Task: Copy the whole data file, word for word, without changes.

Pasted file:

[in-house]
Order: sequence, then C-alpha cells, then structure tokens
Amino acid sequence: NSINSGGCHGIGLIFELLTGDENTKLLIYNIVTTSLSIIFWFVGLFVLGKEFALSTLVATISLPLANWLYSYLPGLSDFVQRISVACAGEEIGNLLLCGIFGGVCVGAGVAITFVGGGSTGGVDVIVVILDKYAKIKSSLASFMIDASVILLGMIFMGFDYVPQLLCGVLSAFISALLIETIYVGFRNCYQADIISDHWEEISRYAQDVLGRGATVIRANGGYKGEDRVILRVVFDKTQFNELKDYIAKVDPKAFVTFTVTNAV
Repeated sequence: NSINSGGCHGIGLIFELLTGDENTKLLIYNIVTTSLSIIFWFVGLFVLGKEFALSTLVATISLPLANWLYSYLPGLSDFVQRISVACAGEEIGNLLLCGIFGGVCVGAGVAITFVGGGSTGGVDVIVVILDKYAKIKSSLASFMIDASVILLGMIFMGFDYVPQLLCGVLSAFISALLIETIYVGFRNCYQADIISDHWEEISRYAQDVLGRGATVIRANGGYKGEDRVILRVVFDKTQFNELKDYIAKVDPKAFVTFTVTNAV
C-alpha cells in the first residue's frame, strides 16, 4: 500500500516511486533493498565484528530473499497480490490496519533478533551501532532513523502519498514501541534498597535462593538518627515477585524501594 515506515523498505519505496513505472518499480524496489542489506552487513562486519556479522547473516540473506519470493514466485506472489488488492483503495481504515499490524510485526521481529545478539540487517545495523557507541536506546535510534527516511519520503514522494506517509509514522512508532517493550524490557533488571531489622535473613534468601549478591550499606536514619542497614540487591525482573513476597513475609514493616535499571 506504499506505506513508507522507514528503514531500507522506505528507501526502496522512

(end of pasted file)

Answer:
[in-house]
Order: sequence, then C-alpha cells, then structure tokens
Amino acid sequence: NSINSGGCHGIGLIFELLTGDENTKLLIYNIVTTSLSIIFWFVGLFVLGKEFALSTLVATISLPLANWLYSYLPGLSDFVQRISVACAGEEIGNLLLCGIFGGVCVGAGVAITFVGGGSTGGVDVIVVILDKYAKIKSSLASFMIDASVILLGMIFMGFDYVPQLLCGVLSAFISALLIETIYVGFRNCYQADIISDHWEEISRYAQDVLGRGATVIRANGGYKGEDRVILRVVFDKTQFNELKDYIAKVDPKAFVTFTVTNAV
Repeated sequence: NSINSGGCHGIGLIFELLTGDENTKLLIYNIVTTSLSIIFWFVGLFVLGKEFALSTLVATISLPLANWLYSYLPGLSDFVQRISVACAGEEIGNLLLCGIFGGVCVGAGVAITFVGGGSTGGVDVIVVILDKYAKIKSSLASFMIDASVILLGMIFMGFDYVPQLLCGVLSAFISALLIETIYVGFRNCYQADIISDHWEEISRYAQDVLGRGATVIRANGGYKGEDRVILRVVFDKTQFNELKDYIAKVDPKAFVTFTVTNAV
C-alpha cells in the first residue's frame, strides 16, 4: 500500500516511486533493498565484528530473499497480490490496519533478533551501532532513523502519498514501541534498597535462593538518627515477585524501594 515506515523498505519505496513505472518499480524496489542489506552487513562486519556479522547473516540473506519470493514466485506472489488488492483503495481504515499490524510485526521481529545478539540487517545495523557507541536506546535510534527516511519520503514522494506517509509514522512508532517493550524490557533488571531489622535473613534468601549478591550499606536514619542497614540487591525482573513476597513475609514493616535499571 506504499506505506513508507522507514528503514531500507522506505528507501526502496522512